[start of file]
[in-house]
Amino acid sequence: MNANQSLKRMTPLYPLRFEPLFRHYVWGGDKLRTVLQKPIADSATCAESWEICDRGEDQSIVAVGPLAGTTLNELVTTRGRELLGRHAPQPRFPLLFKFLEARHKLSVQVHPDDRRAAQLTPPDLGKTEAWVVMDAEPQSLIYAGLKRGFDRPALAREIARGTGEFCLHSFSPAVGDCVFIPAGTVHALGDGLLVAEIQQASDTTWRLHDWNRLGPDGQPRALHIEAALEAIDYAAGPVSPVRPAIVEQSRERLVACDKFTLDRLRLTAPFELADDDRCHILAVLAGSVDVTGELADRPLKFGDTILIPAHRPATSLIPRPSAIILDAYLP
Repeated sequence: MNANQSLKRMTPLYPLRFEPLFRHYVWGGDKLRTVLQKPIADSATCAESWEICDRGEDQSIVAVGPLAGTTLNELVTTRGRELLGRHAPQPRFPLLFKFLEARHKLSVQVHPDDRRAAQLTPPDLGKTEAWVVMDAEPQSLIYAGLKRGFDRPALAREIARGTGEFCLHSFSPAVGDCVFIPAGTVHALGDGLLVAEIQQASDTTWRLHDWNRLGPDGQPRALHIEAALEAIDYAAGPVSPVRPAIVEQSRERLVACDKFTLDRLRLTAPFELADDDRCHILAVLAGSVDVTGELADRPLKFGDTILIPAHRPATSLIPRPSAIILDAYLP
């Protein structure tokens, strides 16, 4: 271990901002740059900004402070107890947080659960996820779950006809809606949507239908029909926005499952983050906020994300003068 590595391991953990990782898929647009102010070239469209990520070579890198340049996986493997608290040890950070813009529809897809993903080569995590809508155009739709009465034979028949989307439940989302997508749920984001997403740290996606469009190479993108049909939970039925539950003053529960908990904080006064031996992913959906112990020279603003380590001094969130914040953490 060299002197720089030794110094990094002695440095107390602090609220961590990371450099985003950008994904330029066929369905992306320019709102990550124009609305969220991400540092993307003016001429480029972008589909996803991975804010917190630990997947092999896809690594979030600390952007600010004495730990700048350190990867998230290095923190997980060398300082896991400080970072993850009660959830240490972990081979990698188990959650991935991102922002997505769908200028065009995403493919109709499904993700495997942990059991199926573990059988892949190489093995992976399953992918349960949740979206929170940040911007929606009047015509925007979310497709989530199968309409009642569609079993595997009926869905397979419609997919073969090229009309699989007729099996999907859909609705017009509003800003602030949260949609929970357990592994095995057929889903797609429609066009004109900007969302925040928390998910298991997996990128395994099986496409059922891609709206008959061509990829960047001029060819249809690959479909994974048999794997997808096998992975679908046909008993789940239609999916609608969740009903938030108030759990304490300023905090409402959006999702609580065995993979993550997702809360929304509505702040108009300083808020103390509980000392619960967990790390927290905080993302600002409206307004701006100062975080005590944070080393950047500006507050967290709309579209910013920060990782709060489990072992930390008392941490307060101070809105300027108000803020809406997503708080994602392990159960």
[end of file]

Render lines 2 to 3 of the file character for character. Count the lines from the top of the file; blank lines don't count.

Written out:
Amino acid sequence: MNANQSLKRMTPLYPLRFEPLFRHYVWGGDKLRTVLQKPIADSATCAESWEICDRGEDQSIVAVGPLAGTTLNELVTTRGRELLGRHAPQPRFPLLFKFLEARHKLSVQVHPDDRRAAQLTPPDLGKTEAWVVMDAEPQSLIYAGLKRGFDRPALAREIARGTGEFCLHSFSPAVGDCVFIPAGTVHALGDGLLVAEIQQASDTTWRLHDWNRLGPDGQPRALHIEAALEAIDYAAGPVSPVRPAIVEQSRERLVACDKFTLDRLRLTAPFELADDDRCHILAVLAGSVDVTGELADRPLKFGDTILIPAHRPATSLIPRPSAIILDAYLP
Repeated sequence: MNANQSLKRMTPLYPLRFEPLFRHYVWGGDKLRTVLQKPIADSATCAESWEICDRGEDQSIVAVGPLAGTTLNELVTTRGRELLGRHAPQPRFPLLFKFLEARHKLSVQVHPDDRRAAQLTPPDLGKTEAWVVMDAEPQSLIYAGLKRGFDRPALAREIARGTGEFCLHSFSPAVGDCVFIPAGTVHALGDGLLVAEIQQASDTTWRLHDWNRLGPDGQPRALHIEAALEAIDYAAGPVSPVRPAIVEQSRERLVACDKFTLDRLRLTAPFELADDDRCHILAVLAGSVDVTGELADRPLKFGDTILIPAHRPATSLIPRPSAIILDAYLP